Google has announced that it will be sponsoring a $20,000 prize at the 2011 CanSecWest Pwn2Own Contest. $20,ooo will be given to the first person to escape Chrome’s sandbox through Google-written code in the first day. If researchers are unsuccessful on the first day, then days two and three will be opened up to non-Google-written code. In addition to the cash, there is also a Google CR-48 running ChromeOS offered as a prize, but it will not be the actual platform used to hack Chrome. We look forward to seeing what comes out of this contest.
Well, no. Many of us who went to school and have degrees in various computer related fields instantly think of ENIAC as the first “computer”, but we’re all wrong. We know some of you are already familiar with the Atanasoff-Berry computer, and we are too… now. However, when we learned about it, it was long after our school lessons were over, and it felt like learning Santa wasn’t real, or the pilgrims didn’t really have a fancy dinner with the native Americans. [Jane Smiley] is releasing a book telling the whole story, and it should be fairly interesting. She gave an interview with Wired about the book. In the interview she talks about how fascinating the story is and even addresses [Alan Turing]’s role.
With many modern cars coming equipped with an array of ultrasonic sensors mounted in the bumpers, it stands to reason that many junk yards have them too. [jimk3038] points out that, unless they’re crushed, they’re probably good. The list of features on these is pretty long, including being short proof, water proof, EMF proof and fast. These tough little suckers can be used in a multitude of projects and can have a range of roughly 2 meters. [jimk3038] documents in great detail how to use these things as well as offering some sample code to get you started. Why didn’t we think of this?
[dafonso] purchased a nice 1500W smoker but was somewhat dismayed that it only had one cooking temperature. To compensate he designed his own PID control system which allows him to set the cooking temperature digitally. At the heart of the system is a PICAXE 18 micro which switches the smoker on and off using a solid state relay. Rather than testing the 110V system on the smoker itself (which would have been a pain indoors) he used a lamp instead. To see if he was getting the correct temperature he taped his thermocouple to the light bulb and let the PID switch the lamp on and off. Also be sure to checkout his video which does a good job of explaining how he was able to solder the surface mount components required for the control board.
Apparently Pentax DSLR cameras have a remote shutter option that used infrared signals. [Pies for you] gathered up several different hacks and built a method of triggering the camera using custom audio. He put together the dongle above, just a headphone extension cord and two IR LEDs, which plugs into the headphone jack of any audio device like an iPod or an Android phone. When you play back a file the audio signals drive the IR LEDs. This is completely worthless unless you craft your own audio file using the correct frequency, duty cycle, and bit encoding. [Pies for you] did just that and got things up and running. Looks like the system doesn’t do so well with MP3 compression, but take a look at the waveform analysis that he posted and then make sure you’re using a lossless format.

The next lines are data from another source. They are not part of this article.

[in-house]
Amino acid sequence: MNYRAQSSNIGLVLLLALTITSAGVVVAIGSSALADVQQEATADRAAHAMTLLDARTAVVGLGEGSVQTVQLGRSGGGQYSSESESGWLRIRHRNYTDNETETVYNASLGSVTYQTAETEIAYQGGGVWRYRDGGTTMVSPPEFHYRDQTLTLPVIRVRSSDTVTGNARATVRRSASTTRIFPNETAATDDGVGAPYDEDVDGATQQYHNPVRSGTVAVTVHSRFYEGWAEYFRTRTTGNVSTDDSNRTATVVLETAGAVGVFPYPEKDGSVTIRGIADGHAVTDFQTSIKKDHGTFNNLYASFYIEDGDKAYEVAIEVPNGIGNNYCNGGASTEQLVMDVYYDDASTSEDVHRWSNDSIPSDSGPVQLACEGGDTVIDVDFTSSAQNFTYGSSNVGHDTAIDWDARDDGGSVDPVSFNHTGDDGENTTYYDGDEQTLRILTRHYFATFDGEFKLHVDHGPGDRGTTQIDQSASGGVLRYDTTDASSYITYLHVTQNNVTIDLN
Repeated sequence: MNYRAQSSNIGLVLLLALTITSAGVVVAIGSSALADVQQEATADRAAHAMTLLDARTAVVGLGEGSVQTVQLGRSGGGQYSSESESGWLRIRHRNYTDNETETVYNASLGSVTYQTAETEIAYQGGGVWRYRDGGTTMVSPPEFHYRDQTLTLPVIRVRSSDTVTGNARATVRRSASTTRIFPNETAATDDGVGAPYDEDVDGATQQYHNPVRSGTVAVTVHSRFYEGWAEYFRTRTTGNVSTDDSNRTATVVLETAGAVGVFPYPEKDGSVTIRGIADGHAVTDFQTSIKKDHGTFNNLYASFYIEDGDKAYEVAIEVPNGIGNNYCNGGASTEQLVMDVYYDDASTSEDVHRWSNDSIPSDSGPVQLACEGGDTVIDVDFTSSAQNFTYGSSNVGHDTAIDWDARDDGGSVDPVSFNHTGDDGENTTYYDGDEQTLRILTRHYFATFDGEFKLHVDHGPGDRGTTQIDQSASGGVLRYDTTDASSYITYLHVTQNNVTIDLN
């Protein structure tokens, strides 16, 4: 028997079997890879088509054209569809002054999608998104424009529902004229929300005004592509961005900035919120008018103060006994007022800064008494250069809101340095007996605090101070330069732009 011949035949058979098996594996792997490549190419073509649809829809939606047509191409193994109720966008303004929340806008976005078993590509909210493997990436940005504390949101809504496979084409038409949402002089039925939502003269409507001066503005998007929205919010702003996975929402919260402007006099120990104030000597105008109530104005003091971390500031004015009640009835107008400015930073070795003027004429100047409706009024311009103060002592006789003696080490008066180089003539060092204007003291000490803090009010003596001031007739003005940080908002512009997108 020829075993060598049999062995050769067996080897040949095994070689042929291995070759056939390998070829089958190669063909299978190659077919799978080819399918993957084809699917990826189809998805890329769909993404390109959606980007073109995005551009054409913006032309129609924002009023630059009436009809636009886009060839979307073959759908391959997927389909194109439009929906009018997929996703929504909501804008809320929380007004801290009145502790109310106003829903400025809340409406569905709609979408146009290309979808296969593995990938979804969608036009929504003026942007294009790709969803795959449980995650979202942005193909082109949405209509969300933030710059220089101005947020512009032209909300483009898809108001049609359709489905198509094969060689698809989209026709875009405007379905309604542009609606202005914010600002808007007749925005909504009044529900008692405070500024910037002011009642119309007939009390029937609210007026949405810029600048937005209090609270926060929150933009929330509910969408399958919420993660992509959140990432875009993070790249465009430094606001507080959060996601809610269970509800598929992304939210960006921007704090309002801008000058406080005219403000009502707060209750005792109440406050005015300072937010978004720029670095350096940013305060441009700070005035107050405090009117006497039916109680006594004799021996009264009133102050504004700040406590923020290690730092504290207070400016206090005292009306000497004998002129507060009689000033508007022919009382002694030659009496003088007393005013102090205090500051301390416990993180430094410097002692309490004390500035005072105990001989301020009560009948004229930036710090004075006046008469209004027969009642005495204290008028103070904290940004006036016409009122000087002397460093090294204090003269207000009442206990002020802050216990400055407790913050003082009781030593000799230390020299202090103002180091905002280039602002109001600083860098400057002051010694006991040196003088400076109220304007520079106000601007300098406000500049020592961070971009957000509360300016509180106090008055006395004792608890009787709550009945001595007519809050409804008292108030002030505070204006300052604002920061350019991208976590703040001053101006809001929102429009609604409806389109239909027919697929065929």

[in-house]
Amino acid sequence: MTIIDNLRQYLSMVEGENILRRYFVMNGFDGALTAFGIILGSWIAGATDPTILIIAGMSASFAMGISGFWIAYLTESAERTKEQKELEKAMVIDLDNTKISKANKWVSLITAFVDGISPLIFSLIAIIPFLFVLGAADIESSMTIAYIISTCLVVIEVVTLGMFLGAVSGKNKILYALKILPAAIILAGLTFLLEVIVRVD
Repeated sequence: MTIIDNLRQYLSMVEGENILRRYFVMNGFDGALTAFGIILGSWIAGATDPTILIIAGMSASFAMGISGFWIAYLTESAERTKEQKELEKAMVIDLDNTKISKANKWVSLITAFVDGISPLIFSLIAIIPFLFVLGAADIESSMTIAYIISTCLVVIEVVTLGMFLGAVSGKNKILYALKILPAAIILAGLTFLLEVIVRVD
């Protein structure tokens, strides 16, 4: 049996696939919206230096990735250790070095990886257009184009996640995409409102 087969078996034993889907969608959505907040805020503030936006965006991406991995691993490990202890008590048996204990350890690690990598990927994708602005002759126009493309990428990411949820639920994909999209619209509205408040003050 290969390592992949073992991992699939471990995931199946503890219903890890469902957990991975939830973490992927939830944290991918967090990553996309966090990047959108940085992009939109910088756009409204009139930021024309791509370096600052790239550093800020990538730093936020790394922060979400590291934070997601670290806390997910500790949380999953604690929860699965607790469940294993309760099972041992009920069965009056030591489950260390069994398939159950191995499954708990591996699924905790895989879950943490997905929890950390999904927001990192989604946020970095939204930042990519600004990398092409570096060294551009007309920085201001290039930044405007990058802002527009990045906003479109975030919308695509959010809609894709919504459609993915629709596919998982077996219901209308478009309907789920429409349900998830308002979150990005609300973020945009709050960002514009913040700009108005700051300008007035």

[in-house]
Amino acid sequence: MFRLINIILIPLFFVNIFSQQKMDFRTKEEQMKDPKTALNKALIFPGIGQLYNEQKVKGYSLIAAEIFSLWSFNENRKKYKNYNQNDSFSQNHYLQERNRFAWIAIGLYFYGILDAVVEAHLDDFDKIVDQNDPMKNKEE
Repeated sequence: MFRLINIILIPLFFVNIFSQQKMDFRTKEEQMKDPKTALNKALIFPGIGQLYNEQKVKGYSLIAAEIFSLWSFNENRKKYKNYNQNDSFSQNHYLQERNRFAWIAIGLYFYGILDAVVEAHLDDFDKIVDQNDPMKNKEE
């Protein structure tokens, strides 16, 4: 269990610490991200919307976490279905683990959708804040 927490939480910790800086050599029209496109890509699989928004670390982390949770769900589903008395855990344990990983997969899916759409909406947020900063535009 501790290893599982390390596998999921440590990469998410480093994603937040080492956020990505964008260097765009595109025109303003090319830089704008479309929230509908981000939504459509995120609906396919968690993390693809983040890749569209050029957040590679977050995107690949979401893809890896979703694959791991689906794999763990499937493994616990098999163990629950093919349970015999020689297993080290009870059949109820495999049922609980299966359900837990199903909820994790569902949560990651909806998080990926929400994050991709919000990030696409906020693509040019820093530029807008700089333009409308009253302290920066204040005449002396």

Attention Students: Living your life with a devil-may-care attitude will soon come to an end… But while you’re at it, take the summer away from your normal school’s-out activities to hack together something cool while tricking family into thinking it’s good for the career.
That link will take you to Waterloo Labs’ announcement that they’re hiring four paid interns this summer. You’ll need a bucketful of hacking skills from mechanical, to electrical, to coding (or any combination thereof). If the name doesn’t strike a bell be warned; these guys and gals do things like riding the roof of remote-control cars, and playing video games with real armaments.
Is your company offering similarly radical internships? We’d love to connect some hardcore hackers with good summer homes. Send a tweet a to Mike (@szczys) so that we can post an internships follow-up with more opportunities.
[Ndsit] is having a party and wanted to liven up the place with some blinky lights. He’s a bit new when it comes to hobby electronics, and although we’d highly recommend inviting some resistors to participate, the LED matrix that he built is very nice. It’s 8×8, it’s big, and (as shown in the clip after the break) the lights seem to hover in midair. That’s because he didn’t use a substrate to make the display. A grid of enameled wire is strung between the four sides of the wooden frame. LEDs were gathered from a string of Christmas lights which means they’re in a holder and have insulated wires already connected. Each one was tied on at a junction point of the grid, then connected to a portion of the wire where enamel had been scraped off.
It works but there’s already one light that is out. We hope some current protection is added so that this can be used again and again.
Continue reading “See-through LED display”